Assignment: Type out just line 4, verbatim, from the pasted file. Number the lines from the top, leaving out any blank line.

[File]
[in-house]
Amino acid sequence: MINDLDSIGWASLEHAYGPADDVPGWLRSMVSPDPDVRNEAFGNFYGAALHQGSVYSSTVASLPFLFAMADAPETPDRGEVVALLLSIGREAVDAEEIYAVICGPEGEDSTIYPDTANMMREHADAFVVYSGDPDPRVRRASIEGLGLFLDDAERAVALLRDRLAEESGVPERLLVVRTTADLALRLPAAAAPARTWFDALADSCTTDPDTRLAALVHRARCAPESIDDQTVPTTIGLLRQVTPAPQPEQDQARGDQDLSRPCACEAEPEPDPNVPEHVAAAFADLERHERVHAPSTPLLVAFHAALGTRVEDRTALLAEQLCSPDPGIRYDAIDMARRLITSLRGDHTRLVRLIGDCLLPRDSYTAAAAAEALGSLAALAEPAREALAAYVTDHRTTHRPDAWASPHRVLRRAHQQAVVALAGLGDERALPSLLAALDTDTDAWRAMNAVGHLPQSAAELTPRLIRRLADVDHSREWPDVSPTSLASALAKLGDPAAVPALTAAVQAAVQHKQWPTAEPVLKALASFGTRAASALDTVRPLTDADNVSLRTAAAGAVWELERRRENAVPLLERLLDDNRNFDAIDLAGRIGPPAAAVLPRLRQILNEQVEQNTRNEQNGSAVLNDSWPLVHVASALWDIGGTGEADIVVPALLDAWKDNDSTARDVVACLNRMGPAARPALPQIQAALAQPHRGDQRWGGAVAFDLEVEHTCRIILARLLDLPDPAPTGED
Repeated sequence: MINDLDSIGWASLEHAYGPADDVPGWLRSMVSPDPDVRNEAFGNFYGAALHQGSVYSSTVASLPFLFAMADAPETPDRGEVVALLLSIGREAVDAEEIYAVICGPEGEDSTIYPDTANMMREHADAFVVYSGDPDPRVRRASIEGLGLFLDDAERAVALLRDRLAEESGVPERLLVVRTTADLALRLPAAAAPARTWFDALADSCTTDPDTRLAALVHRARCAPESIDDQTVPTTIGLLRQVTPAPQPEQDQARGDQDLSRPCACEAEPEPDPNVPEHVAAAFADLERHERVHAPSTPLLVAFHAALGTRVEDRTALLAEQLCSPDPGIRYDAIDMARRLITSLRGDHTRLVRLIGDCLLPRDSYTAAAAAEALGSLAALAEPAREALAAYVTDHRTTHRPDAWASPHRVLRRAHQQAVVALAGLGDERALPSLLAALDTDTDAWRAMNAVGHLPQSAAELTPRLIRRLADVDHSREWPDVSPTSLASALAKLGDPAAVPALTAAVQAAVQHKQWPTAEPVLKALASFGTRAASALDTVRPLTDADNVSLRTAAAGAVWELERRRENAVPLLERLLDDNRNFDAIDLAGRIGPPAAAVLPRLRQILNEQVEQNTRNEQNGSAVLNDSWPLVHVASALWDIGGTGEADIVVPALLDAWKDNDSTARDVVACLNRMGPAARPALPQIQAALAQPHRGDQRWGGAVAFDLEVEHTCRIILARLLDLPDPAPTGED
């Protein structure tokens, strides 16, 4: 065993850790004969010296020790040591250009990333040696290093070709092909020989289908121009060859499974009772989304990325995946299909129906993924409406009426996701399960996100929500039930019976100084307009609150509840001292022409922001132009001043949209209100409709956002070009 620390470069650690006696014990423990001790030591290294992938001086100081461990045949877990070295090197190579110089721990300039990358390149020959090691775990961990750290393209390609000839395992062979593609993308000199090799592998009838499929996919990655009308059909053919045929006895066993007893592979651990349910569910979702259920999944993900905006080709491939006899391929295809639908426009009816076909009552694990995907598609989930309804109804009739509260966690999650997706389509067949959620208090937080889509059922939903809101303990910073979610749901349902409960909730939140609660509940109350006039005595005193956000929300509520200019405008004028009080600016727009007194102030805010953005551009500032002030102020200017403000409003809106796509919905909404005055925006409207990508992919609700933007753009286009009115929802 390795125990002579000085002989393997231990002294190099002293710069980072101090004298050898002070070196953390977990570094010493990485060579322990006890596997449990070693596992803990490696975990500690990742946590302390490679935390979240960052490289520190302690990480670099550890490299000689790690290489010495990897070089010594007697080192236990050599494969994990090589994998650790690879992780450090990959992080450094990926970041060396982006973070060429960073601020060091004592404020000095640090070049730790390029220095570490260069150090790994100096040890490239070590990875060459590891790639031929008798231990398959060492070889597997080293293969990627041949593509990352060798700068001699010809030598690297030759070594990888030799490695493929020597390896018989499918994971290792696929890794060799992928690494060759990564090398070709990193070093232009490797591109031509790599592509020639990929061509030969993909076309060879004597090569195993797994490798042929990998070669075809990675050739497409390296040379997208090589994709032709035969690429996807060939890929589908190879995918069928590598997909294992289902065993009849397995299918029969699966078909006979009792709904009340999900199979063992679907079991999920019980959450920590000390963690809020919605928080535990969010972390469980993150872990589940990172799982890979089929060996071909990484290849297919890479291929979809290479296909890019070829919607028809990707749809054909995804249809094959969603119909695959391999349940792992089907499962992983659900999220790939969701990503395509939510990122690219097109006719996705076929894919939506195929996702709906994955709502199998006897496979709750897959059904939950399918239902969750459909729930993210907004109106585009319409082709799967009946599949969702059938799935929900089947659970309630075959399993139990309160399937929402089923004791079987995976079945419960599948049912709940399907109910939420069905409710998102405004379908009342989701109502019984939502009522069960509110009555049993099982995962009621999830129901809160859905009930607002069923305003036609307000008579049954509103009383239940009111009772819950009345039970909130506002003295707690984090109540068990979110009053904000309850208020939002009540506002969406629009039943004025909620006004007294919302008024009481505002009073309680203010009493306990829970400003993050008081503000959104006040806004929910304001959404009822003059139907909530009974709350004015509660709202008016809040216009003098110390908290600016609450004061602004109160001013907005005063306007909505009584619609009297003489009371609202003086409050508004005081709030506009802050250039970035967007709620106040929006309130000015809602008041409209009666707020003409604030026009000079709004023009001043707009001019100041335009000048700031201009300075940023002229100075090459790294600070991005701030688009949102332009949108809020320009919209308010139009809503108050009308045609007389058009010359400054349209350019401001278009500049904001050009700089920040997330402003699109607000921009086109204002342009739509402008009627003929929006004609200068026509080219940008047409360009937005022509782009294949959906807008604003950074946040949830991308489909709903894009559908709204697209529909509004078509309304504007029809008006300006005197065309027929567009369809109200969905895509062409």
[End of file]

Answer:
């Protein structure tokens, strides 16, 4: 065993850790004969010296020790040591250009990333040696290093070709092909020989289908121009060859499974009772989304990325995946299909129906993924409406009426996701399960996100929500039930019976100084307009609150509840001292022409922001132009001043949209209100409709956002070009 620390470069650690006696014990423990001790030591290294992938001086100081461990045949877990070295090197190579110089721990300039990358390149020959090691775990961990750290393209390609000839395992062979593609993308000199090799592998009838499929996919990655009308059909053919045929006895066993007893592979651990349910569910979702259920999944993900905006080709491939006899391929295809639908426009009816076909009552694990995907598609989930309804109804009739509260966690999650997706389509067949959620208090937080889509059922939903809101303990910073979610749901349902409960909730939140609660509940109350006039005595005193956000929300509520200019405008004028009080600016727009007194102030805010953005551009500032002030102020200017403000409003809106796509919905909404005055925006409207990508992919609700933007753009286009009115929802 390795125990002579000085002989393997231990002294190099002293710069980072101090004298050898002070070196953390977990570094010493990485060579322990006890596997449990070693596992803990490696975990500690990742946590302390490679935390979240960052490289520190302690990480670099550890490299000689790690290489010495990897070089010594007697080192236990050599494969994990090589994998650790690879992780450090990959992080450094990926970041060396982006973070060429960073601020060091004592404020000095640090070049730790390029220095570490260069150090790994100096040890490239070590990875060459590891790639031929008798231990398959060492070889597997080293293969990627041949593509990352060798700068001699010809030598690297030759070594990888030799490695493929020597390896018989499918994971290792696929890794060799992928690494060759990564090398070709990193070093232009490797591109031509790599592509020639990929061509030969993909076309060879004597090569195993797994490798042929990998070669075809990675050739497409390296040379997208090589994709032709035969690429996807060939890929589908190879995918069928590598997909294992289902065993009849397995299918029969699966078909006979009792709904009340999900199979063992679907079991999920019980959450920590000390963690809020919605928080535990969010972390469980993150872990589940990172799982890979089929060996071909990484290849297919890479291929979809290479296909890019070829919607028809990707749809054909995804249809094959969603119909695959391999349940792992089907499962992983659900999220790939969701990503395509939510990122690219097109006719996705076929894919939506195929996702709906994955709502199998006897496979709750897959059904939950399918239902969750459909729930993210907004109106585009319409082709799967009946599949969702059938799935929900089947659970309630075959399993139990309160399937929402089923004791079987995976079945419960599948049912709940399907109910939420069905409710998102405004379908009342989701109502019984939502009522069960509110009555049993099982995962009621999830129901809160859905009930607002069923305003036609307000008579049954509103009383239940009111009772819950009345039970909130506002003295707690984090109540068990979110009053904000309850208020939002009540506002969406629009039943004025909620006004007294919302008024009481505002009073309680203010009493306990829970400003993050008081503000959104006040806004929910304001959404009822003059139907909530009974709350004015509660709202008016809040216009003098110390908290600016609450004061602004109160001013907005005063306007909505009584619609009297003489009371609202003086409050508004005081709030506009802050250039970035967007709620106040929006309130000015809602008041409209009666707020003409604030026009000079709004023009001043707009001019100041335009000048700031201009300075940023002229100075090459790294600070991005701030688009949102332009949108809020320009919209308010139009809503108050009308045609007389058009010359400054349209350019401001278009500049904001050009700089920040997330402003699109607000921009086109204002342009739509402008009627003929929006004609200068026509080219940008047409360009937005022509782009294949959906807008604003950074946040949830991308489909709903894009559908709204697209529909509004078509309304504007029809008006300006005197065309027929567009369809109200969905895509062409």